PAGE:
I'm a bit suspicious that PG&E and other utilities are urging a "No" vote on Prop 7, while "three Nobel prize winning scientists" support it. So I read the thing. Opponents to Prop 7 insist that it's poorly written.
In the voter guide you can read that supporters claim the law says one thing and opponents claim it says exactly the opposite. So I decided to take one little piece of the proposed legislation and figure out who is telling the truth, figuring that exposing one lie reveals the liars. I worked on the "Facilities under 30 megawatts will be excluded" assertion. Who is right? Are these smaller plants helped or hurt by this law? Here are the pertinent excerpts. I put key phrases in bold letters:
Section 399.11(a) In order to attain the targets of generating 20 percent of total retail sales of electricity in California from eligible renewable energy resources by December 31, 2010 [and all the other targets-- I'm snipping out about 100 words here], it is the intent of the people... to implement the... Program described in this article.
Section 399.12(c) “Eligible renewable energy resource” means a solar and clean energy facility.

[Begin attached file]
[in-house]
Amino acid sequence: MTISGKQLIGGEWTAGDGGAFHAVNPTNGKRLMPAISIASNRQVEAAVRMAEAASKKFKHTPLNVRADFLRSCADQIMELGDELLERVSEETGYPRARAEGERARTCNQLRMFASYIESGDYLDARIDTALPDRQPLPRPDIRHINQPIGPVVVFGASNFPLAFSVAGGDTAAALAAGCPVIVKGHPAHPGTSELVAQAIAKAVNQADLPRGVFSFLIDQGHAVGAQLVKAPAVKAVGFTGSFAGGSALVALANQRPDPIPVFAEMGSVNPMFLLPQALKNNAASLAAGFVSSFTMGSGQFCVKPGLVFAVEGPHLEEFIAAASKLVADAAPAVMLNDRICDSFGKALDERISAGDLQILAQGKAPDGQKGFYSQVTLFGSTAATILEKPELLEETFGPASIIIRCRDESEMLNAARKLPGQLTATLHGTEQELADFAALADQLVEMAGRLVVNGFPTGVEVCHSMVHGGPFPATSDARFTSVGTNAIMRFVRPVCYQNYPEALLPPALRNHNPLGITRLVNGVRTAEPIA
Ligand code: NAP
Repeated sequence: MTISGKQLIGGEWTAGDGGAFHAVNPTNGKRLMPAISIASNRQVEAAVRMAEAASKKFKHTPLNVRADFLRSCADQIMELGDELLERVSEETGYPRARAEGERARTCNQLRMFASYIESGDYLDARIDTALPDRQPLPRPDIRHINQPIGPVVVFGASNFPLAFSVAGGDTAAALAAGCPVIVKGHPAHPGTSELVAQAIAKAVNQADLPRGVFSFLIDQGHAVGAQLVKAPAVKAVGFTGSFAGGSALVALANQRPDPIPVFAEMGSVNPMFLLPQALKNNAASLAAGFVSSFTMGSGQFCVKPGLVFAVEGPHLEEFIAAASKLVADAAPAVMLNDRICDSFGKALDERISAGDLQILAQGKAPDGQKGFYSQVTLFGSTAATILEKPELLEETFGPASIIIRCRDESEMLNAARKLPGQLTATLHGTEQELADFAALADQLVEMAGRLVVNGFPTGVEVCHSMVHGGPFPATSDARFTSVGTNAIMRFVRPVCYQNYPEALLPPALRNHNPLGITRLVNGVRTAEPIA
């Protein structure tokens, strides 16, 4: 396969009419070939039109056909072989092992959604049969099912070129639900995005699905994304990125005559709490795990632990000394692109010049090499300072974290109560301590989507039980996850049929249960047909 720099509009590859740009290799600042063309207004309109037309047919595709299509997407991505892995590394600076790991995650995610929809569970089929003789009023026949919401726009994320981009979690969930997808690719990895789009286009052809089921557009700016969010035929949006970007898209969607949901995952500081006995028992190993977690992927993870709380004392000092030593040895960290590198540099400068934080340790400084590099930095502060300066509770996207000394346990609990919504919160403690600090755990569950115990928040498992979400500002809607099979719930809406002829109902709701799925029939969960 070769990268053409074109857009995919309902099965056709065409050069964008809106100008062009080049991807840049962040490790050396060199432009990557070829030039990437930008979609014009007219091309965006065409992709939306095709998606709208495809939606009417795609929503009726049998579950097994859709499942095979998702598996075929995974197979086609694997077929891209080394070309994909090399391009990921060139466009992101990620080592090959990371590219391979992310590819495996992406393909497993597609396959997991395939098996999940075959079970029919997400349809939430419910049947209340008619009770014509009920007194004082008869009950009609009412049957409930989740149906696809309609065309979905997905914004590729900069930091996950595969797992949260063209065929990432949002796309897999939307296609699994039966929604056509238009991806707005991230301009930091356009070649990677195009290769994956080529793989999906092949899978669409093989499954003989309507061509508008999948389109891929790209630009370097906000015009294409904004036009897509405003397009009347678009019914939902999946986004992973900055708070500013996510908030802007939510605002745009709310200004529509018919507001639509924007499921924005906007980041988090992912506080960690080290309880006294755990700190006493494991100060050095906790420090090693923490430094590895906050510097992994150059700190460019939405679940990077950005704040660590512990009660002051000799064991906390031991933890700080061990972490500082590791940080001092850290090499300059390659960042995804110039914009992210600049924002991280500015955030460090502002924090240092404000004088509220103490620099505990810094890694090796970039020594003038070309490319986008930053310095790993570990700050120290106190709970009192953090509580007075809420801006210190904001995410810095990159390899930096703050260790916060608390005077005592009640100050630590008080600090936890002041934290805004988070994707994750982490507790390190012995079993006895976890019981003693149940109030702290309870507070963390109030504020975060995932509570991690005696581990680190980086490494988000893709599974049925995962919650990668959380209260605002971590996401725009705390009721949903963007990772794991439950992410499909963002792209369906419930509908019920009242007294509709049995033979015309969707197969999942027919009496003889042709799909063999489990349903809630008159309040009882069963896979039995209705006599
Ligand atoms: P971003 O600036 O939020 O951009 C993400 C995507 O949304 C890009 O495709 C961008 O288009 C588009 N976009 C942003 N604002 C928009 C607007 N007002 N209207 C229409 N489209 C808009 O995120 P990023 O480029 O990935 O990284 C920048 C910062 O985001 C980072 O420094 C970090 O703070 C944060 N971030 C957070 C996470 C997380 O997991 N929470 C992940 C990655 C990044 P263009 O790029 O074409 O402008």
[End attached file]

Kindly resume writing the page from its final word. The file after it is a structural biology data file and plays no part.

Then about 4 pages later comes this:
Section 25110. "Facility" means any electric transmission line, thermal power plant, or solar and clean energy plant.
And finally the truth:
Section 25137. “Solar and clean energy plant” means any electrical generating facility using wind, solar photovoltaic, solar thermal, biomass, biogas, geothermal, fuel cells using renewable fuels, digester gas, municipal solid waste conversion, landfill gas, ocean wave, ocean thermal, or tidal current technologies, with a generating capacity of 30 megawatts or more or small hydroelectric generation of 30 megawatts or less, and any facilities appurtenant thereto.
Final analysis? Proposition 7 is written to mandate utilities to hit their energy targets from renewable energy facilities having greater than 30 megawatt generating capacity. The opponents have it right: facilities under 30 megawatts don't help the utility meet their targets. My review showed me that it's brilliantly written to gut the emerging renewable energy industry.
I guess this shows that three top scientists can't parse a legal document. I urge everyone to vote No on Prop 7.